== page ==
Other: Administrative Costs, Leasing Commissions and Tenant Improvements
These expenses vary according to the specific property. A multifamily building with a leasing office will have ongoing administrative costs. Apartment complexes and residential buildings will also need to factor in leasing commissions and tenant improvements.
Expenses Not Included
NOI does not factor in property expenses that are not ongoing or expenses that are not tangible to the property.
Depreciation and Amortization
These changes are not included in the NOI, as they are not operating expenses but rather part of the overall value of the property.
The interest that’s being paid for in a loan is not included in the NOI calculation. Again this isn’t a tangible operating expense.
Replacing a roof, building a new facade, or doing a huge repair on all your tenant units would not be included in the NOI, as it’s a one-time expense. As a general rule, if you’re looking at a stable property, you won’t be seeing a lot of capital expenditures, Holzen-Hansen said.
The Role of NOI in Real Estate Calculations
A property’s NOI plays a huge role in determining its value. In general, there are three ways you can appraise a property:
- Replacement cost — What would it cost to build this building if you were to build a new one next door?
- The sales comparison — If I buy a similar building, what would it cost?
- The income approach — Where you’re taking the building’s NOI and capitalization rate (NOI divided by purchase price)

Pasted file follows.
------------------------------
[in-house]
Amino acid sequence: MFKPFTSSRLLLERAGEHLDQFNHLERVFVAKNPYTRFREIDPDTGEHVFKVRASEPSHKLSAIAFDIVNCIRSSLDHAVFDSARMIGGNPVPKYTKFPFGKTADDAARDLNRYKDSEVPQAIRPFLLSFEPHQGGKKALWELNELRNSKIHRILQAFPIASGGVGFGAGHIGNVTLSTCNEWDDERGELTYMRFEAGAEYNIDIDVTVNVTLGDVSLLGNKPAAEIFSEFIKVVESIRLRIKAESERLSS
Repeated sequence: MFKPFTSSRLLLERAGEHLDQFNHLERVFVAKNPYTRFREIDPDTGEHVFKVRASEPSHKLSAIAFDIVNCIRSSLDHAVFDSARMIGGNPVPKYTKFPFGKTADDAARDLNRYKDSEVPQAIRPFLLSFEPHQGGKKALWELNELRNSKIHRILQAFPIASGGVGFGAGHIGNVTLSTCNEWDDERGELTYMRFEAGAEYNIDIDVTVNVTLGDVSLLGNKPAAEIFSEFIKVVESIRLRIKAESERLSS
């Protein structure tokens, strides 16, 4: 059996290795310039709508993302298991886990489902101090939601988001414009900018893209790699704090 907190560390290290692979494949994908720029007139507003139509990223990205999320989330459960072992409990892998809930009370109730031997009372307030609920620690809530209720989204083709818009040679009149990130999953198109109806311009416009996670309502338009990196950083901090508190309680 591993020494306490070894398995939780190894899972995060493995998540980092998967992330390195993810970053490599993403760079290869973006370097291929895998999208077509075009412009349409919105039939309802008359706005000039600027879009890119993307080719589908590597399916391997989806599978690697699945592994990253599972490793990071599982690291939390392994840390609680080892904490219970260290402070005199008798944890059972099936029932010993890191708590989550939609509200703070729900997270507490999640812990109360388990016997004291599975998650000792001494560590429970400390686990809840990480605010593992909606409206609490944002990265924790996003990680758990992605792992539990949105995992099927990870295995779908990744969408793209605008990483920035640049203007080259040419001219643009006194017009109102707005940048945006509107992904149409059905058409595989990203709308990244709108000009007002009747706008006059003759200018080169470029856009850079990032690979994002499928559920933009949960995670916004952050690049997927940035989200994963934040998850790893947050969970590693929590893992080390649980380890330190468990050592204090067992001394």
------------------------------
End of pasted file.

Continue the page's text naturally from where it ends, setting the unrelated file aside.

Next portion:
Here’s an example: In New York, people say buildings trade out at a 4.5 capitalization rate. So if you wanted to do a loose calculation for how much a building should cost, and it’s returned $200,000 in NOI yearly, you can use the formula to divide $200,000 by 4.5, and determine how much you should pay for the building, Holzen-Hansen explained.
Of course, it also factors into how property values are determined.
“Some investors want to be really honest and will factor a lot of expenses into the NOI,” Jauregui explained. “But if you see an investor who’s looking to sell a property, their ultimate value is going to be driven by the NOI. The higher the NOI, the more money they’re going to get for the property, which is why they may play with it.”
How to Improve Your NOI
Based on the formula, there are really only two ways to improve NOI: improve operating income or decrease operating expenses. Here are a few ways property owners go about this.
Decrease Operating Expenses
One of the most common ways people decrease operating expenses is by replacing management with one that’s more efficient and cost-effective.
Another way to decrease expenses is by decreasing utilities. That change may mean putting in more efficient water systems to manage the utilities better. Separately, an owner might appeal the real estate taxes with the county or the state to decrease taxes based on a new value.
Increase Operating Income
Of course, as you increase your income and decrease your expenses, your NOI increases. If rents are under market, or if the property is largely vacant, a property owner might work on increasing the income as a way to improve operating income, and therefore NOI.
It’s an Important Tool in Real Estate Evaluation
If your NOI goes up or down, your valuation will change as well. Even though the NOI is a simple formula, the ultimate number can change based on what investors include (or leave off) for operating expenses or income. Some investors want to be really honest about their expenses, and others will be more conservative, in an effort to increase their NOI. Ultimately, the higher the NOI, the more money an investor will receive for the property.